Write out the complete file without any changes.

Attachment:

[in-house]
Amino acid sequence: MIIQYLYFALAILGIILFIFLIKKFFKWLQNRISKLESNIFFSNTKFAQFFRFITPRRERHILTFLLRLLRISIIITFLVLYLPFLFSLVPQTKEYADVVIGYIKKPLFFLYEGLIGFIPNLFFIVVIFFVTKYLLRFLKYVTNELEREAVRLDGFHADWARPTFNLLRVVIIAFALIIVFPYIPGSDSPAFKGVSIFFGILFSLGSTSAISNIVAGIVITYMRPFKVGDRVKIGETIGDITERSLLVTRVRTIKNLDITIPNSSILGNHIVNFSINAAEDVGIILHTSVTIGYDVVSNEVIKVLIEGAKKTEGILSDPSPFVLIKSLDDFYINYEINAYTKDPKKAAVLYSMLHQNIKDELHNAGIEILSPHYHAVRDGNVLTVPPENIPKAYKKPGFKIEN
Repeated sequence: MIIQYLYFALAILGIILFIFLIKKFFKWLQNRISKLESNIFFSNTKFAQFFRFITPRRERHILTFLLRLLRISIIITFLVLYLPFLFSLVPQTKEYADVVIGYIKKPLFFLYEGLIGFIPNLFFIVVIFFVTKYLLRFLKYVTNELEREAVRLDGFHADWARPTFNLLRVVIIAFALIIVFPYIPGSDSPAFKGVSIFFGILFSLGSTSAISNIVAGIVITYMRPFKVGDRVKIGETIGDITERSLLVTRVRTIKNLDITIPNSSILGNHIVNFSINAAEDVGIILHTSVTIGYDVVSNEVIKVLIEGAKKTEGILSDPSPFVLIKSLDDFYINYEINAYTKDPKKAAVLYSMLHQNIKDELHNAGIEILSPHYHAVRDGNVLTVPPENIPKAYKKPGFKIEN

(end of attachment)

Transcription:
[in-house]
Amino acid sequence: MIIQYLYFALAILGIILFIFLIKKFFKWLQNRISKLESNIFFSNTKFAQFFRFITPRRERHILTFLLRLLRISIIITFLVLYLPFLFSLVPQTKEYADVVIGYIKKPLFFLYEGLIGFIPNLFFIVVIFFVTKYLLRFLKYVTNELEREAVRLDGFHADWARPTFNLLRVVIIAFALIIVFPYIPGSDSPAFKGVSIFFGILFSLGSTSAISNIVAGIVITYMRPFKVGDRVKIGETIGDITERSLLVTRVRTIKNLDITIPNSSILGNHIVNFSINAAEDVGIILHTSVTIGYDVVSNEVIKVLIEGAKKTEGILSDPSPFVLIKSLDDFYINYEINAYTKDPKKAAVLYSMLHQNIKDELHNAGIEILSPHYHAVRDGNVLTVPPENIPKAYKKPGFKIEN
Repeated sequence: MIIQYLYFALAILGIILFIFLIKKFFKWLQNRISKLESNIFFSNTKFAQFFRFITPRRERHILTFLLRLLRISIIITFLVLYLPFLFSLVPQTKEYADVVIGYIKKPLFFLYEGLIGFIPNLFFIVVIFFVTKYLLRFLKYVTNELEREAVRLDGFHADWARPTFNLLRVVIIAFALIIVFPYIPGSDSPAFKGVSIFFGILFSLGSTSAISNIVAGIVITYMRPFKVGDRVKIGETIGDITERSLLVTRVRTIKNLDITIPNSSILGNHIVNFSINAAEDVGIILHTSVTIGYDVVSNEVIKVLIEGAKKTEGILSDPSPFVLIKSLDDFYINYEINAYTKDPKKAAVLYSMLHQNIKDELHNAGIEILSPHYHAVRDGNVLTVPPENIPKAYKKPGFKIEN